The following blog is a thinkpiece in response to CFAR’s “Strategic Planning versus Strategy Making” Briefing Note. Our Briefing Notes are short summaries of linked themes that begin with our clients—practices we find that unlock client dilemmas, ideas that generate new thinking and behavior, notions that come to us prompted by reading the popular and professional press that we then apply in the service of helping clients. These write-ups represent a tradition of thinking in practice, hoping they can be little pearls of wisdom garnered from reflecting on our work. With over 240 currently on file, CFAR’s Briefing Notes stand to represent the integrity of academic thought that has gone into our client engagements over our 30 years in business.
In 1957, the New Yorker published a Leonard Dove cartoon of a group of Americans, just off their “10-European-cities-in-10-days” tour bus, staring down at their itinerary with the caption, “But if it’s Tuesday, it has to be Siena.” Slaves to their tour schedule, it was not the cafés of the Piazza del Campo, the renowned Mangia Tower, or the communities beneath Siena’s sea of red roofs that engaged their minds—instead, it was the itinerary paper that defined what, where, and how they were to experience Europe. Today, travelers continue to fill Facebook with “selfies” from “10-cities-in-10-days tours,” often absent the richness of the subtleties and nuances critical to truly understanding foreign cultures.
In institutional strategic planning, the guidelines of governing bodies (and the processes and project teams often deployed to complete this work) can have a similarly numbing effect to a 10-day journey: the end-product may satisfy requirements, and those involved may have completed a requisite S.W.O.T. analysis, but to what end? Critical in the process is involving the players who are core to creating that institution’s “special sauce.” Without them, the most critical aspects of mission delivery, competitive advantage, and strategic differentiation—central to defining strategic direction—are often missed. Furthermore, without engagement and buy-in of this vital group, the ultimate strategy is likely to be, at best, misunderstood by those instrumental in delivery, resulting in confusion and rework, and, at worst, a complete mission failure.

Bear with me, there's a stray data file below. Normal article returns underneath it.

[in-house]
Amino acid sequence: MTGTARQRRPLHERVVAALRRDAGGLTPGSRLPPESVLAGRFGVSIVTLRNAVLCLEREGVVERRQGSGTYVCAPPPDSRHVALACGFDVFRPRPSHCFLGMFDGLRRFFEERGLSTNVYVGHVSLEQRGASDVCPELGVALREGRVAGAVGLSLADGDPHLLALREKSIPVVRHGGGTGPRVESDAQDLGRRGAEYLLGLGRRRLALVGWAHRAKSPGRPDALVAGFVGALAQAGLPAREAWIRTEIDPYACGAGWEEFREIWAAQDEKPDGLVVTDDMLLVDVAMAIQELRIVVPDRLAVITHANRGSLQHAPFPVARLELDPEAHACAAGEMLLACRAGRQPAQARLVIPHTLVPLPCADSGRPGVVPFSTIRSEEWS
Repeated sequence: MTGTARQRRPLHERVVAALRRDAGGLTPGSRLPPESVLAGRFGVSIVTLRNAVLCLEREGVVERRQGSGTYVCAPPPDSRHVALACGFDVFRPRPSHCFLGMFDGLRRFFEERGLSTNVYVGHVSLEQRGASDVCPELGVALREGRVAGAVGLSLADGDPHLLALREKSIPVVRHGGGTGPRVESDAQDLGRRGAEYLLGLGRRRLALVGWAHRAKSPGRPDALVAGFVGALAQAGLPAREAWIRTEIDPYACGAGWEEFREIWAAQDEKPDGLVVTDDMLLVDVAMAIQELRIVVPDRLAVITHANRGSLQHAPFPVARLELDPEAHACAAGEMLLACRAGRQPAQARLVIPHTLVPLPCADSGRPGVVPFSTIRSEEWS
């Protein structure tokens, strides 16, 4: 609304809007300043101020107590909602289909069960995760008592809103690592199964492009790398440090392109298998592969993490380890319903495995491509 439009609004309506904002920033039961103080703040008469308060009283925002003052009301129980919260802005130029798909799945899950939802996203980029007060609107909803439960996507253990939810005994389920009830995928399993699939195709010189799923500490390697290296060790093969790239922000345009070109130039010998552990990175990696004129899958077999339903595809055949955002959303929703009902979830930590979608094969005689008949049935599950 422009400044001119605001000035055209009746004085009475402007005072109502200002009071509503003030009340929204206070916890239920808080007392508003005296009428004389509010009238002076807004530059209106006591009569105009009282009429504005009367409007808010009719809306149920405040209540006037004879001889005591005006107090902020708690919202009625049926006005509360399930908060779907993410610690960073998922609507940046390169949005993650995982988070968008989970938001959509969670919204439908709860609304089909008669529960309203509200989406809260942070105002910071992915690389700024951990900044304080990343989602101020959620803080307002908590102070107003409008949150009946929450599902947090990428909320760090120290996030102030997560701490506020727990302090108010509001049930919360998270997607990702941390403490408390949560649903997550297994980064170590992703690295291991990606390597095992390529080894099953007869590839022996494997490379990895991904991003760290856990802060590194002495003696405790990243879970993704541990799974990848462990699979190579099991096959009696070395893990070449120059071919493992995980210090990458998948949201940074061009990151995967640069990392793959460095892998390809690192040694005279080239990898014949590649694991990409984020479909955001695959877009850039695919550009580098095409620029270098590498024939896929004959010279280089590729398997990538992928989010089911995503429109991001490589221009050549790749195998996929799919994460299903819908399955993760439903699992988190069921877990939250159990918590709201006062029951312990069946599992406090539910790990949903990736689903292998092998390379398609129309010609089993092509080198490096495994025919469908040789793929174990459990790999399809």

In a recent strategic planning project, the incoming CEO compellingly captured the essential interconnectedness of the institution’s internal stakeholders—calling constituents its “heart,” staff its “body,” and leadership its “soul.” When creating a strategic plan, the process must avoid too heavy a reliance on pre-existing hierarchies and governing bodies, which, while useful to ensuring a smooth running of daily operations, are likely to be more removed from the constituents and the latest engagement strategies. Instead, involving multiple perspectives in a safe climate of extreme trust will empower participants to express their ideas and interests. For the collective, it will both provide a fuller understanding of the places that the institution has been and, perhaps even more crucially, capture the new frontiers it aspires to reach. The best strategy develops journeys that draw out the current internal debates and tap into the institution’s rich pockets of innovation. In so doing, creativity and deviant thinking, a robust set of hypotheses, strategic options, and institutional choices will emerge, as will a successful and distinctive strategy.
Following a path that ensures conversation and reflection by an institution’s heart, body, and soul will undoubtedly enrich the strategic thinking. Allowing divergent streams of thought, meandering anecdotes, and a debate of itineraries should be embraced as a healthy part of the process. Just as with a bus tour through Europe, strategy development can offer the scenic route or the highway. Think twice before jumping on the road to expediency.